Moments after the president of Botswana lifted the ban on elephant hunting in Botswana, Ellen DeGeneres, a talk show host and celebrity from the United States, tweeted her opposition to the move. "President Masisi, for every person who wants to kill elephants, there are millions who want them protected. We’re watching. #BeKindToElephants @OfficialMasisi," she tweeted. Well, Batswana were not happy with her tweet.
"Dear Ellen, please spare us your ignorance. Not once have you come to Botswana to witness the human-wildlife conflict that we experience, let alone come & spend your millions here so that we whose lives are affected by elephants can benefit. FYI: our country is not a zoo!" One user tweeted in response in a tweet that garnered close to a thousand likes and hundreds of retweets.
Another user wrote, "Rest assured, Ellen, we are not doing a genocide on elephants. We just want to control the numbers and we will always have elephants here. We have co-existed with them long before you discovered your true sexuality. We are damn good at conservation."
Human-wildlife conflict in Botswana
A government subcommittee tasked by President Masisi found that conflicts between humans and elephants had risen, harming livestock and the livelihoods of Botswana's people. The Ministry of Environment, Natural Resources Conservation and Tourism referred to elephants as predators and said their numbers "appear to have increased."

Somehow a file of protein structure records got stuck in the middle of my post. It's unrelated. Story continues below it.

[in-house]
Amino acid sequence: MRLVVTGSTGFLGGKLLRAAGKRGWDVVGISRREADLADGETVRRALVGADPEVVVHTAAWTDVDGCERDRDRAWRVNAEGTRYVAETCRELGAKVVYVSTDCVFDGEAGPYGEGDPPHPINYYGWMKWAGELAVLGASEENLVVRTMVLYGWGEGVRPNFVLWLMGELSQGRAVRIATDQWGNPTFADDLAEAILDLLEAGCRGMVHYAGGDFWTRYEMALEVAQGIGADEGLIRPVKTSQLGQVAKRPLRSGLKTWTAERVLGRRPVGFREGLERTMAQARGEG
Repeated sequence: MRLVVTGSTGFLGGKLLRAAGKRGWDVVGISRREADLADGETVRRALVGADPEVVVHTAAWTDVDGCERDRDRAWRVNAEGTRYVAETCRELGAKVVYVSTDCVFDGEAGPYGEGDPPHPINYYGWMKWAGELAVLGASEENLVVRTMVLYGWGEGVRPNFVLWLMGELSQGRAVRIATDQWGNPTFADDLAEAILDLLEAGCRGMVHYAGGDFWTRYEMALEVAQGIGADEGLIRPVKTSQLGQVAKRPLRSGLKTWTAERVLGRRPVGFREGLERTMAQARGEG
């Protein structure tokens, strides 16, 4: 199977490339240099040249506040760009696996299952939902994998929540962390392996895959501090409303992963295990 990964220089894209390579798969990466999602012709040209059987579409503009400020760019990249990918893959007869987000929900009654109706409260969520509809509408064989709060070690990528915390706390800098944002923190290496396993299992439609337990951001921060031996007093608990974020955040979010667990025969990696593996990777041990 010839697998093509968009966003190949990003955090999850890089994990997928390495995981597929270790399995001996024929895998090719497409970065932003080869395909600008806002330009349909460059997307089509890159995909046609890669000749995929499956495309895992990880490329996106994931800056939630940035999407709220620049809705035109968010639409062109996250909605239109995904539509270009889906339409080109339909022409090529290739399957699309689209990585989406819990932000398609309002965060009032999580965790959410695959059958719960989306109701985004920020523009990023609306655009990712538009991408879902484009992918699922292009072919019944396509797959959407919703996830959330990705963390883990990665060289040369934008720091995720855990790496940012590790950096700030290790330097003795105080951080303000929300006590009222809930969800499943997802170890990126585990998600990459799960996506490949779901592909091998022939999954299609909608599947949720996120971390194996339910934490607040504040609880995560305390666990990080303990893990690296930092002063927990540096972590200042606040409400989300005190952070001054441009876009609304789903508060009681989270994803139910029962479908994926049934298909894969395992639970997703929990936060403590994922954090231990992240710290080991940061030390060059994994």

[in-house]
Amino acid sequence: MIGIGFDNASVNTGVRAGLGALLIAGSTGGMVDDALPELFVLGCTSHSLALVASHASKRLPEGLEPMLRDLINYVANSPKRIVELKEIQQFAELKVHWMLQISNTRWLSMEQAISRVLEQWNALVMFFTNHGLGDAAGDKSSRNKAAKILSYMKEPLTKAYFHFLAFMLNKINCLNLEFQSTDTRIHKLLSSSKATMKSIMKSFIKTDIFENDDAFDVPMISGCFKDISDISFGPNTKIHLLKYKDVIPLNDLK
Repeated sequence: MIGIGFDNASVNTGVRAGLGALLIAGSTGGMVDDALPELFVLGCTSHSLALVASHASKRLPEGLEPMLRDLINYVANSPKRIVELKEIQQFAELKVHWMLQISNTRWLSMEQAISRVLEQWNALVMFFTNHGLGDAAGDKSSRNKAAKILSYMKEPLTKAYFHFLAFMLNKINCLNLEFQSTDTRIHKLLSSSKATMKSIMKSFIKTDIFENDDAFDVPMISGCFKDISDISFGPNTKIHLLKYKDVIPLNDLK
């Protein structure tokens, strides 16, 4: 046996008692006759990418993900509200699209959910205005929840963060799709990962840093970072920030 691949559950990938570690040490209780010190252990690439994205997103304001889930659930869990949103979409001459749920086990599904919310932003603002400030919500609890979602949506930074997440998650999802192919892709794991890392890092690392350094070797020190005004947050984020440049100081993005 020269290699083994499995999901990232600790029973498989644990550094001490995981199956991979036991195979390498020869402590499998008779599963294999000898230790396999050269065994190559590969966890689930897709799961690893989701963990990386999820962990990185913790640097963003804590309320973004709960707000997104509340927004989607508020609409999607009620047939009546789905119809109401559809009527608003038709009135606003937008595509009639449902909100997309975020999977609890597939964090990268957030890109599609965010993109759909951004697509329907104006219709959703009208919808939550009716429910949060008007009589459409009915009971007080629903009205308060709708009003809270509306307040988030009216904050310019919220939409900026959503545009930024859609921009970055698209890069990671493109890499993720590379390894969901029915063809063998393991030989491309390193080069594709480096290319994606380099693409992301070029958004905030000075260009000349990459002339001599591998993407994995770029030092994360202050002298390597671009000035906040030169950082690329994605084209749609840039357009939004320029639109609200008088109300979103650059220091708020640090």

Amongst the measures recommended to deal with this issue were "regular but limited elephant culling", establishment elephant meat canning, including for the production of pet food and other byproducts, as well as creating a legal framework to help grow Botswana's safari hunting industry.
The government accepted all recommendations except the regular culling of elephants and the establishment of meat canning. "This was rejected because culling is not considered acceptable given the overall continental status of elephants. Rather, a more sustainable method such as selective cropping should be employed," the government said.
The lifting of the ban put in place by Masisi's predecessor, Ian Khama, in 2014 has been met with widespread opposition by conservatives around the world, including those in Africa. Paula Kahumbu, CEO of the Kenya-based WildlifeDirect, is one such African.
"Horrific beyond imagination," Kahumbu said, "hunting is an archaic way to address the problems of living with megafauna. Africa, we are better than this," she tweeted.
However, while others are opposed to the lifting of the ban, Batswana have met it with praise and took to social media to defend it.
One user stated, "Botswana is truly a victim of its conservation success and commendable record. People like @yashar and TheEllenShow are only interested in the narrative that suits their skewed world view of Africans."
Botswana has long been used as an example of wildlife conservation success. A press release from 2009 praises conservation efforts in Botswana saying "Botswana shows the way".
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